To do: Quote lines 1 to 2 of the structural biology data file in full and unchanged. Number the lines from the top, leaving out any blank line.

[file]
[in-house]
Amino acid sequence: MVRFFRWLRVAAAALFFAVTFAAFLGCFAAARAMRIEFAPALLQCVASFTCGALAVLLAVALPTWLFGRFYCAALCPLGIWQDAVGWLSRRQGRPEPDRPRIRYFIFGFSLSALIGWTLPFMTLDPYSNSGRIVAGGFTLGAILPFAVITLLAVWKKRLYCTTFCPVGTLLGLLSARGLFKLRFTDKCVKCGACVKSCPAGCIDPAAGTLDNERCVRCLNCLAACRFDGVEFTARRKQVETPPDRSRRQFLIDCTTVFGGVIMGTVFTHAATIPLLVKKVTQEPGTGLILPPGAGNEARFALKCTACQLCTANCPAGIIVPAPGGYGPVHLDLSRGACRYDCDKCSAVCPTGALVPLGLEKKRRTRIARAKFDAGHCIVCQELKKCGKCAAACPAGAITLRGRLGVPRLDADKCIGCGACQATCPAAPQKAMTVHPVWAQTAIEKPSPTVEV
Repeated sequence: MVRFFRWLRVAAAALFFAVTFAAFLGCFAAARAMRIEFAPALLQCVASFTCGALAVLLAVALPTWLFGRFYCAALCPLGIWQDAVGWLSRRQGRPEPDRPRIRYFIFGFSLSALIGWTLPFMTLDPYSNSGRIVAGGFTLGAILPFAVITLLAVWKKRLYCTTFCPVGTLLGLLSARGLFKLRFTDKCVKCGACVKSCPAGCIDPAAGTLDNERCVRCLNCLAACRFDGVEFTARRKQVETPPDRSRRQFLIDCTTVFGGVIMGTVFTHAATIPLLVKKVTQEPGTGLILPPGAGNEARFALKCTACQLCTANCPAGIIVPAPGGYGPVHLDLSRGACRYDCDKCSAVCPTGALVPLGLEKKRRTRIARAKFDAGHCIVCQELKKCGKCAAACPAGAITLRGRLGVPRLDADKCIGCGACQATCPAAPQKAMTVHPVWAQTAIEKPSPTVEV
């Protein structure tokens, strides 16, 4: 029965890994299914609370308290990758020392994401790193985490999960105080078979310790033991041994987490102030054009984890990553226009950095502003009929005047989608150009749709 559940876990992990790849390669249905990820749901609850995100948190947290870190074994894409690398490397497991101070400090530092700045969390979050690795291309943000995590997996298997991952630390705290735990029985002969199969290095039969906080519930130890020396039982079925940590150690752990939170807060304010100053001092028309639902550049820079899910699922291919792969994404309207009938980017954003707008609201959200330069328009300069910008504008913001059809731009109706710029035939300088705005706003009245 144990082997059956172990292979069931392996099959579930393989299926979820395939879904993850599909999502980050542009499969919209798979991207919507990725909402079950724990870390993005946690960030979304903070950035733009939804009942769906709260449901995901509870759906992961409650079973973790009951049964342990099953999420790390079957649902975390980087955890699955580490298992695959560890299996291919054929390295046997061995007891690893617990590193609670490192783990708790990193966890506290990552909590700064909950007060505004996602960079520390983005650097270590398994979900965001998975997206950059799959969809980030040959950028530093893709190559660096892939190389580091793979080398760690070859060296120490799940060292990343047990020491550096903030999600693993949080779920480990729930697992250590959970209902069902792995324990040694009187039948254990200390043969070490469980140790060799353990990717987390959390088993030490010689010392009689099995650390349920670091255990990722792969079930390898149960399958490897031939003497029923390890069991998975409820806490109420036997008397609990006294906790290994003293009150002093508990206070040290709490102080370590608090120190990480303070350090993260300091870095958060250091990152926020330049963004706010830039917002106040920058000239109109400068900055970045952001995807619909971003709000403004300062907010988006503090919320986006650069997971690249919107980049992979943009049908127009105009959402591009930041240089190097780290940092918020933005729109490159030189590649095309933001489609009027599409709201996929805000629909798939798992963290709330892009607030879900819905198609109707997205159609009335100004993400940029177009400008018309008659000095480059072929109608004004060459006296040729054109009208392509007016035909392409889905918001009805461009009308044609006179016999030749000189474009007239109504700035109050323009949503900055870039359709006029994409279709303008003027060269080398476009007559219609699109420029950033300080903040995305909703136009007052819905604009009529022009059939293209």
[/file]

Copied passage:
[in-house]
Amino acid sequence: MVRFFRWLRVAAAALFFAVTFAAFLGCFAAARAMRIEFAPALLQCVASFTCGALAVLLAVALPTWLFGRFYCAALCPLGIWQDAVGWLSRRQGRPEPDRPRIRYFIFGFSLSALIGWTLPFMTLDPYSNSGRIVAGGFTLGAILPFAVITLLAVWKKRLYCTTFCPVGTLLGLLSARGLFKLRFTDKCVKCGACVKSCPAGCIDPAAGTLDNERCVRCLNCLAACRFDGVEFTARRKQVETPPDRSRRQFLIDCTTVFGGVIMGTVFTHAATIPLLVKKVTQEPGTGLILPPGAGNEARFALKCTACQLCTANCPAGIIVPAPGGYGPVHLDLSRGACRYDCDKCSAVCPTGALVPLGLEKKRRTRIARAKFDAGHCIVCQELKKCGKCAAACPAGAITLRGRLGVPRLDADKCIGCGACQATCPAAPQKAMTVHPVWAQTAIEKPSPTVEV